The influence which the bedded nature of the rocks has had on the variation of the degradation – particularly of the Member II rocks – is an important consideration. But, as Schoch has pointed out, this horizontal banding is not the only characteristic feature of degradation within the Sphinx enclosure. What Schoch does not appear to have identified, however, is that the ‘coved’ degradation – considered by him to be the result of erosion by rainfall – is not present to any significant extent on the body of the Sphinx or on the eastern end of the southern enclosure wall. The ‘coved’ appearance is present only on the western walls of the Sphinx enclosure – that is the western wall behind the Sphinx (Figure 4 and 5) and the western section of the southern enclosure wall below Khafre’s causeway (Figure 1).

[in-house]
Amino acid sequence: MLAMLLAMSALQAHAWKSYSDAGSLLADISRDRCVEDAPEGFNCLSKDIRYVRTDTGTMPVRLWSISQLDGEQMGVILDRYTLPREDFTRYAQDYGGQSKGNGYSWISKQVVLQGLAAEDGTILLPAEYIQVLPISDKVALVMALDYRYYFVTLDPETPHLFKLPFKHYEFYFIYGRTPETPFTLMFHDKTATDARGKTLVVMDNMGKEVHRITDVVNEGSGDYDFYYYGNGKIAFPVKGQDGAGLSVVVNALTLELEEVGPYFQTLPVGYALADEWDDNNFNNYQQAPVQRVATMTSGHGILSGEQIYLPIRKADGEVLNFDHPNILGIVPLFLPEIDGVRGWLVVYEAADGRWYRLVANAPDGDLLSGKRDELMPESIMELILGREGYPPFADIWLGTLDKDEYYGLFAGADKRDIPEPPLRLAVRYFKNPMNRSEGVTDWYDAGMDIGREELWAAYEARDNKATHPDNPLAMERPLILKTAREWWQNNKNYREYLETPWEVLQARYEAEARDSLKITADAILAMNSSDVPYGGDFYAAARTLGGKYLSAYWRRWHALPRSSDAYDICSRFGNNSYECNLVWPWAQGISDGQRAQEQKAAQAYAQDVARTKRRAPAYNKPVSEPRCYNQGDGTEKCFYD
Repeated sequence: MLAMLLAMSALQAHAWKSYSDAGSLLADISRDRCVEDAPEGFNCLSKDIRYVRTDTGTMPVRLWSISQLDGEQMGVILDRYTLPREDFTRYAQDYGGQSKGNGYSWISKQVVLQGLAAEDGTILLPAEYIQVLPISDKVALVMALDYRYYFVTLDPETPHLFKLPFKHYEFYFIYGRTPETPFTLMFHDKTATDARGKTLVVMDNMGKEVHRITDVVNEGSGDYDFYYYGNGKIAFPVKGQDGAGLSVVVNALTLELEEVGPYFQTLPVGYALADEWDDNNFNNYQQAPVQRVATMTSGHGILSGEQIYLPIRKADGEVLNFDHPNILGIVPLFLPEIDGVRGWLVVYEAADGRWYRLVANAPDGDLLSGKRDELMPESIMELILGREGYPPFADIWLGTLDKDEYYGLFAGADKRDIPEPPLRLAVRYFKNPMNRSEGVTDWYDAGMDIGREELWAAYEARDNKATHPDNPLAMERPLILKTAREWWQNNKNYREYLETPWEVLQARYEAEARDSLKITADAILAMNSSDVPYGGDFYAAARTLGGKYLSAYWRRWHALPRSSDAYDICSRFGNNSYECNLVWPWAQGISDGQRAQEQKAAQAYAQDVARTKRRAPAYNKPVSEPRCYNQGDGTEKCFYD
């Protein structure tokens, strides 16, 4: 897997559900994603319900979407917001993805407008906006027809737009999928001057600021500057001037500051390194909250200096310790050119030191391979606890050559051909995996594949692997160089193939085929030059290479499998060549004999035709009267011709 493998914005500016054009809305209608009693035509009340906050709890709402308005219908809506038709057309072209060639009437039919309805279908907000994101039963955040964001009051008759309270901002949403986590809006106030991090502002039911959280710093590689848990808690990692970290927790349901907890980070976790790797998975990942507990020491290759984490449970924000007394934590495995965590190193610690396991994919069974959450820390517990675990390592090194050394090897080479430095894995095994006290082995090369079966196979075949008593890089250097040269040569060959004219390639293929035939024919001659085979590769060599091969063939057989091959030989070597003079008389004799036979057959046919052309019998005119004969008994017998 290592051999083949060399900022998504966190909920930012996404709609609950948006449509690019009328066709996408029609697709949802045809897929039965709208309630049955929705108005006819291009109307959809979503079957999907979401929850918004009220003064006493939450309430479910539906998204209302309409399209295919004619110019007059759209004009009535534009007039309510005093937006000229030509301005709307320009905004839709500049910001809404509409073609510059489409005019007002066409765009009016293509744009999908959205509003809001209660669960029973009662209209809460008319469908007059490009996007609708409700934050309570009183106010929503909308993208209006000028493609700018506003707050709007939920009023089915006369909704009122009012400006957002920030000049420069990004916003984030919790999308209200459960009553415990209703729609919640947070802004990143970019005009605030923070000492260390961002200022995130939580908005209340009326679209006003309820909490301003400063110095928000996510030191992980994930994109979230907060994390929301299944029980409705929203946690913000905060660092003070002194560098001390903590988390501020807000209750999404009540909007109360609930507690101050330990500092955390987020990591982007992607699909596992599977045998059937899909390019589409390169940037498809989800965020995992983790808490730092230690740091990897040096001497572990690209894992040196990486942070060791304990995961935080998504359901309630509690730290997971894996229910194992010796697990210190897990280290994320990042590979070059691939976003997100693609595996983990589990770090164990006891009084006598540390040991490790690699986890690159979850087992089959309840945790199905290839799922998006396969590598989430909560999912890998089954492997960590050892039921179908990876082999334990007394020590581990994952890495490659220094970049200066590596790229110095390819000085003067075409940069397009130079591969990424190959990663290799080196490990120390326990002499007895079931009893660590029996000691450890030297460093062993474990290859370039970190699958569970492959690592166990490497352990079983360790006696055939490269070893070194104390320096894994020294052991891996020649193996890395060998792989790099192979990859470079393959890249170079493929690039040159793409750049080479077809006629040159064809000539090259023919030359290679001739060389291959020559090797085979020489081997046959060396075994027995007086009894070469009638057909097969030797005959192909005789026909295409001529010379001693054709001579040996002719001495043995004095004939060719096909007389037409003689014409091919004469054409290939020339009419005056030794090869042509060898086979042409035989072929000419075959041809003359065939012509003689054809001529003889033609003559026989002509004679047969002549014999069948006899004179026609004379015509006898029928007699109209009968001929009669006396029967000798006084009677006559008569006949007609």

I do not dispute that the processes of chemical weathering and exfoliation described by Gauri were responsible for extensive weathering of the strata within the Sphinx enclosure – the banded appearance of the body of the Sphinx testifies to the role that these processes have played. However, it is clearly evident that the features of degradation are more intense in the west of the enclosure. This greater intensity can not only be identified by the ‘coved’ appearance of the degraded faces in the west but also, as Gauri’s own publications show, [25] by the fact that the banded degradation of the western enclosure walls is deeper than in the east of the enclosure. As this greater intensity represents a variation along rather than across the exposed beds, it can be considered as independent of the bedding and cannot, therefore, be explained by Gauri’s model.